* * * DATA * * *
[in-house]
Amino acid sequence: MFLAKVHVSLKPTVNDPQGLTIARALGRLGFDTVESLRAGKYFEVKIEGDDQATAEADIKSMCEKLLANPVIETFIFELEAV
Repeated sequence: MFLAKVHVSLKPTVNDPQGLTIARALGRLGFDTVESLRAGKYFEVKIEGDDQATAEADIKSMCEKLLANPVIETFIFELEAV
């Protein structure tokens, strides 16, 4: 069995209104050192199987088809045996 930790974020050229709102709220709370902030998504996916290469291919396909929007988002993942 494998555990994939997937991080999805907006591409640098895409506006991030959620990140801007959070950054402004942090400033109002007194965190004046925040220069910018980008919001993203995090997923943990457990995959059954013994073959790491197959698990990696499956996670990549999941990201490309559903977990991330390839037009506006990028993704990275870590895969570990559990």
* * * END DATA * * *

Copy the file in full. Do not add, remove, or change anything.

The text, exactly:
[in-house]
Amino acid sequence: MFLAKVHVSLKPTVNDPQGLTIARALGRLGFDTVESLRAGKYFEVKIEGDDQATAEADIKSMCEKLLANPVIETFIFELEAV
Repeated sequence: MFLAKVHVSLKPTVNDPQGLTIARALGRLGFDTVESLRAGKYFEVKIEGDDQATAEADIKSMCEKLLANPVIETFIFELEAV
């Protein structure tokens, strides 16, 4: 069995209104050192199987088809045996 930790974020050229709102709220709370902030998504996916290469291919396909929007988002993942 494998555990994939997937991080999805907006591409640098895409506006991030959620990140801007959070950054402004942090400033109002007194965190004046925040220069910018980008919001993203995090997923943990457990995959059954013994073959790491197959698990990696499956996670990549999941990201490309559903977990991330390839037009506006990028993704990275870590895969570990559990």